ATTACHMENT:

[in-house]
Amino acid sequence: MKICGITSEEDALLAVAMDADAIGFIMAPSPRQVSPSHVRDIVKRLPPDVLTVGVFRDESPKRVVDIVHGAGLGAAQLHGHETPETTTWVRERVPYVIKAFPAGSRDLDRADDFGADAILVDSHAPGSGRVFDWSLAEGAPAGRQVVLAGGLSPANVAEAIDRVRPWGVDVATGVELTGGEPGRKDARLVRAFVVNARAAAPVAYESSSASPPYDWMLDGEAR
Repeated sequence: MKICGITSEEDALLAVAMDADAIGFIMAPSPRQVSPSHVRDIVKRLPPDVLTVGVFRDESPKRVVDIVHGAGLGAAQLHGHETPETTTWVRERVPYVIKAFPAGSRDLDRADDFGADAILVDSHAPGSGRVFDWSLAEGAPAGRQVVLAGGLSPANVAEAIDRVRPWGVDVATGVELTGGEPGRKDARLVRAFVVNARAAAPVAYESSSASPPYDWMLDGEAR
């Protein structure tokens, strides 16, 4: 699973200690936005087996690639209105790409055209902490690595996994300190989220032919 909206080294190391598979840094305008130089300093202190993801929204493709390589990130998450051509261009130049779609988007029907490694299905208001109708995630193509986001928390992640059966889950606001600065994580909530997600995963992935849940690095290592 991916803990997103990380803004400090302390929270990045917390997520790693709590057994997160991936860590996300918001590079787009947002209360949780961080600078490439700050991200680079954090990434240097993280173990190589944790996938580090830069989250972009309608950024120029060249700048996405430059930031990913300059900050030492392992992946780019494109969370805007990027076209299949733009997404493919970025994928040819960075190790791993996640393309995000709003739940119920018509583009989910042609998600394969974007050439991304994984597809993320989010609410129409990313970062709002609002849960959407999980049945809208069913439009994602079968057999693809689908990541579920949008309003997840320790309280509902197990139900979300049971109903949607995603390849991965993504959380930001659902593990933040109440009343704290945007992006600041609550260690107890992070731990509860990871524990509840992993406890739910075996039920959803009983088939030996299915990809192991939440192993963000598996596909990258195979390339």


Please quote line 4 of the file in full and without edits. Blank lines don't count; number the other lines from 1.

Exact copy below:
């Protein structure tokens, strides 16, 4: 699973200690936005087996690639209105790409055209902490690595996994300190989220032919 909206080294190391598979840094305008130089300093202190993801929204493709390589990130998450051509261009130049779609988007029907490694299905208001109708995630193509986001928390992640059966889950606001600065994580909530997600995963992935849940690095290592 991916803990997103990380803004400090302390929270990045917390997520790693709590057994997160991936860590996300918001590079787009947002209360949780961080600078490439700050991200680079954090990434240097993280173990190589944790996938580090830069989250972009309608950024120029060249700048996405430059930031990913300059900050030492392992992946780019494109969370805007990027076209299949733009997404493919970025994928040819960075190790791993996640393309995000709003739940119920018509583009989910042609998600394969974007050439991304994984597809993320989010609410129409990313970062709002609002849960959407999980049945809208069913439009994602079968057999693809689908990541579920949008309003997840320790309280509902197990139900979300049971109903949607995603390849991965993504959380930001659902593990933040109440009343704290945007992006600041609550260690107890992070731990509860990871524990509840992993406890739910075996039920959803009983088939030996299915990809192991939440192993963000598996596909990258195979390339």